One of the things that interests me in 2014 is whether or not T-Mobile is going to be sold. I work at a company that, among other things, runs a virtual network on top of TMUS’s network-so I’m definitely interested in what might happen.
I keep thinking though, who else might want to buy T-Mobile’s network?
The one dark horse I keep imagining is Amazon (this might be bias induced by the fact that I both live in Seattle and my wife works there-although she’d know nothing of their telecom plans).
Now, why on earth would AMZN buy TMUS?
First thought: Prime.
You could imagine a world where being a Prime customer means that your Kindle Fire comes with unlimited Prime video anywhere in North America. Ditto for Amazon music served up by the cloud. Partner with Facebook for them to make their messenger app free.
Yet another way to get people to pay $79 a year.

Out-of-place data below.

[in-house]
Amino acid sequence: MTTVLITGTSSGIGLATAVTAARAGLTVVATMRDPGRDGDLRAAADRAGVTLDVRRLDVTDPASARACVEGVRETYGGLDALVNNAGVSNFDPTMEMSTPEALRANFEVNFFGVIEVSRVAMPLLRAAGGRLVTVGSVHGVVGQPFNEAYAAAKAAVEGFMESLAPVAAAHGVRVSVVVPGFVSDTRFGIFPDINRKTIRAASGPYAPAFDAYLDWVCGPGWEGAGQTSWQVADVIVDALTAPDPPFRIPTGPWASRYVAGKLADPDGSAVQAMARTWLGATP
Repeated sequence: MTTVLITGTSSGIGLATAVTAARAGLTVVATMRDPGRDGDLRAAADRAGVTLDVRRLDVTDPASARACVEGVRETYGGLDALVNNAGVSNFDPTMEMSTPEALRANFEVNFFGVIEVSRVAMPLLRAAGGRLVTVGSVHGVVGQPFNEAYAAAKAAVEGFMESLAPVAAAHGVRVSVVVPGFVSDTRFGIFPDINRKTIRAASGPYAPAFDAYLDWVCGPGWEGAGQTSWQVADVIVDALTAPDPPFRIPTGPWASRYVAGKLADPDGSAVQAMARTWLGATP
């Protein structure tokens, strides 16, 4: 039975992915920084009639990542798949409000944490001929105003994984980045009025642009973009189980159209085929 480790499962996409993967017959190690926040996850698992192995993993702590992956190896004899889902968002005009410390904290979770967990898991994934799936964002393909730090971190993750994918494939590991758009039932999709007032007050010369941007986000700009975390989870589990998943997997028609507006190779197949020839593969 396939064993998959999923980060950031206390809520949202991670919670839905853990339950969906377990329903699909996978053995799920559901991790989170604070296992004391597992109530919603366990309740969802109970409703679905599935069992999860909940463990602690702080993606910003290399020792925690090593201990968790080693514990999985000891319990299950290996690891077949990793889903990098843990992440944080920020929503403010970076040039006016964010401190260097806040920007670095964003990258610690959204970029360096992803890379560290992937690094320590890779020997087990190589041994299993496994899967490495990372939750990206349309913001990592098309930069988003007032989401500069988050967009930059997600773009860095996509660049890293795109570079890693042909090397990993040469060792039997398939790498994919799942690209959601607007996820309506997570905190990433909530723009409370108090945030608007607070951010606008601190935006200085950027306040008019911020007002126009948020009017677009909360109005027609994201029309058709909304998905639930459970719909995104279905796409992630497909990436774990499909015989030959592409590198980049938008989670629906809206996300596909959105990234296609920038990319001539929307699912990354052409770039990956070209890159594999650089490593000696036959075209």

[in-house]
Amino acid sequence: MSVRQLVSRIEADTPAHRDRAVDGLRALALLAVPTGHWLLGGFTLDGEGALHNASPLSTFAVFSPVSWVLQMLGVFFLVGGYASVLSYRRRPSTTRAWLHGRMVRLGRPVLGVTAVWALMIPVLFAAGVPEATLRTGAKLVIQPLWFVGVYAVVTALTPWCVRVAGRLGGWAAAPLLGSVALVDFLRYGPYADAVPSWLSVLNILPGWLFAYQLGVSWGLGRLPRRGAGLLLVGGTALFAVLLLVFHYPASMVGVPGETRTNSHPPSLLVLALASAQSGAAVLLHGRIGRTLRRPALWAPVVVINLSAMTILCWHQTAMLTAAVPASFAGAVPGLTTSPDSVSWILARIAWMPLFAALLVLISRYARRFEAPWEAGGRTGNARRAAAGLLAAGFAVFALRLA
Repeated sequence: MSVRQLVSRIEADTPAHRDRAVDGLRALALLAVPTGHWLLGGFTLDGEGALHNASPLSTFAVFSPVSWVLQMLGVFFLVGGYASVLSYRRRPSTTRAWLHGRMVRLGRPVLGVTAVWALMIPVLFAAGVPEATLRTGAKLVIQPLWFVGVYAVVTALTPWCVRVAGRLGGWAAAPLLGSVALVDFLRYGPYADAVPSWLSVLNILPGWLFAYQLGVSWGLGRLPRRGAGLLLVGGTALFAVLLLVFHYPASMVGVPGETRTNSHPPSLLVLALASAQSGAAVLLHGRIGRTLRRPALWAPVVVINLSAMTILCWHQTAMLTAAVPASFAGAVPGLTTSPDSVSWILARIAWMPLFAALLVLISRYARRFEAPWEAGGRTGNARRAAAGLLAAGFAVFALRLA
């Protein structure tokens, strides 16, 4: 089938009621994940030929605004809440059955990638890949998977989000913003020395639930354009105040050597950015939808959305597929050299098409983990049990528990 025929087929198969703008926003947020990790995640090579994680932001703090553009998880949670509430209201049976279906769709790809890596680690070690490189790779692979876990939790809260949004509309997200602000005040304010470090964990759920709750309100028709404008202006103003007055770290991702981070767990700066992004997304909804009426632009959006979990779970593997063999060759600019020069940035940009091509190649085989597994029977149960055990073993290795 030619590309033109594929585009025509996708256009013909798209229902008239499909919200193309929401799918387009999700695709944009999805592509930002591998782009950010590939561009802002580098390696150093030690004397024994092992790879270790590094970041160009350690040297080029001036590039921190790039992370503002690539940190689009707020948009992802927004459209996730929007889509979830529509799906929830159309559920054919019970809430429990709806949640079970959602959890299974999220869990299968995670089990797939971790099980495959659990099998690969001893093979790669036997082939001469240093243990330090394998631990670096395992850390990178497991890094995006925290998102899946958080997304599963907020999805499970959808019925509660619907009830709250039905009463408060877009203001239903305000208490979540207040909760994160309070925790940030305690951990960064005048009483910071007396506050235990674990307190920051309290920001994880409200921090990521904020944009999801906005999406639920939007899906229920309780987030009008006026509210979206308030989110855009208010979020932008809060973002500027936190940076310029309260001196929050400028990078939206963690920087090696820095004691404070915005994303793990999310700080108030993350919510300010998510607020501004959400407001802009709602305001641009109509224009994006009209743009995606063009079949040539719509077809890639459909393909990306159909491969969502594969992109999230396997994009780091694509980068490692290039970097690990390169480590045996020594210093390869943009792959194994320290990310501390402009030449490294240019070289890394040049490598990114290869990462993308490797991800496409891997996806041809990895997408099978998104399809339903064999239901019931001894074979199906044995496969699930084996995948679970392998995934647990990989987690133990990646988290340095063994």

Plus it also facilitates the launch of a Kindle phone (which could also include a free amount of minutes/data as part of a Prime membership).
But what about existing T-Mobile customers?
Simple: make them an MVNO. Rather than converting them all to Amazon, sell the T-Mobile brand and customer base to their management team and let them run it.
But Amazon could take it further: offer SIM as a service via AWS.
Amazon could create a new category for data-driven devices that piggyback off its existing infrastructure.
Want to create a network of sensors that measure air quality across your city? No problem, just buy 500 SIMs from AWS and their pay-as-you-consume data service can be added to each unit.
Cost too much? Just call up the console to shut off a couple of units.
And data is free if you pass it inside the AWS cloud.
Amazon could literally open up an entirely new category of services and end up owning the Internet of Things – even though all they set out to do was let people watch video for free.
Let’s see what happens to TMUS.